Dawn Weleski’s art practice administers a political stress test, antagonizing routine cultural behavior by re-purposing underground brawls, revolutionary protests, and political offices as transformative social stages. Recent projects include The Black Draft (with Justin Strong), a live mock sports draft event during which ten Black former Pittsburghers, from all professions, are drafted to return home and City Council Wrestling, a series of public wrestling matches where citizens, pro-am wrestlers, and city council members personified their political passions into wrestling characters. She co-founded and co-directed Conflict Kitchen (with Jon Rubin), a take-out restaurant that served cuisine from countries with which the U.S. government is in conflict, which has been covered by over 900 international media and news outlets worldwide and was the North American finalist for the Second Annual International Award for Public Art in 2015.
Weleski has exhibited at The Mercosul Biennial, Brazil; the Hammer Museum, Los Angeles; the San Jose Museum of Art, San Jose; Anyang Public Art Project, South Korea; The CCA Wattis Institute for Contemporary Art, San Francisco; Project Row Houses, Houston; Townhouse Gallery, Cairo; Festival Belluard Bollwerk International, Switzerland; The Mattress Factory Museum, Pittsburgh; Arts House, Melbourne; and 91mQ, Berlin; has been a resident at The Headlands Center for the Arts, SOMA Mexico City, and The Atlantic Center for the Arts; and was a 2017 Andy Warhol Foundation for the Visual Arts Curatorial Fellow.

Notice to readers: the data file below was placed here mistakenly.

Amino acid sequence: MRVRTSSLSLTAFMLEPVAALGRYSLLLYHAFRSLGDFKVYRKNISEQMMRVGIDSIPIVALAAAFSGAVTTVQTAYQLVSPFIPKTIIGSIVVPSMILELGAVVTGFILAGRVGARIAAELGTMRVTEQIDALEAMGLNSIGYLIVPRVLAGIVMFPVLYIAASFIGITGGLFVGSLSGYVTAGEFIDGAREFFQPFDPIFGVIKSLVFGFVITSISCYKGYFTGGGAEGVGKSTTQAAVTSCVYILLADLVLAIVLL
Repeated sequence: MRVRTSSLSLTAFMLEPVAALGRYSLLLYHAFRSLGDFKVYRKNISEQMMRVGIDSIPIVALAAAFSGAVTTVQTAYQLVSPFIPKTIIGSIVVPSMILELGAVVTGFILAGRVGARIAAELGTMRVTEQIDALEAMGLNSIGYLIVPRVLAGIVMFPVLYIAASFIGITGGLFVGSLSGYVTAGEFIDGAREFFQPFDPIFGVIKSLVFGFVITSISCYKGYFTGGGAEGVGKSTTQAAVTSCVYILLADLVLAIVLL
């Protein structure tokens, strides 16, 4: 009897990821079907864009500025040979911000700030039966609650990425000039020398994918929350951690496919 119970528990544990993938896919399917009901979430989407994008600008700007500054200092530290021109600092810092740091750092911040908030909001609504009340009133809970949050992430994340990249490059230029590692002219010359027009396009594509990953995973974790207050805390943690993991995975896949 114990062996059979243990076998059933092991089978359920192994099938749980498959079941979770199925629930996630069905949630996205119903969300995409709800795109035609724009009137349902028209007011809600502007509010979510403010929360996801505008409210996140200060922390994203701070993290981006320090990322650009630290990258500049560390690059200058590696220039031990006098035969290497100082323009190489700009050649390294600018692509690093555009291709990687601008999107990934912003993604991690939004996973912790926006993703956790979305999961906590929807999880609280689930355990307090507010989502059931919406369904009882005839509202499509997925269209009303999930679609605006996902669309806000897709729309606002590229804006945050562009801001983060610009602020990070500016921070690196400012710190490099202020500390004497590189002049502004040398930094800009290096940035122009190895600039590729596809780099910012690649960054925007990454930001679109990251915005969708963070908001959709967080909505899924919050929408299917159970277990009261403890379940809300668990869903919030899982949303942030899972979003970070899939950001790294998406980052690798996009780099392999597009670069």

As a National Endowment for the Humanities Visiting Assistant Professor of Art and Art History at Colgate University and an Upstate Institute affiliate (2019-20), Weleski will collaborate with Colgate students across multiple disciplines and individuals living throughout the Central and Upstate New York regions to investigate the aesthetics and dramaturgy of historical and contemporary mutual aid societies, culminating in a collaborative, participatory, and public initiative that highlights how mutual aid contributes to belonging and othering and will problematize definitions of resiliency, community, and the radical.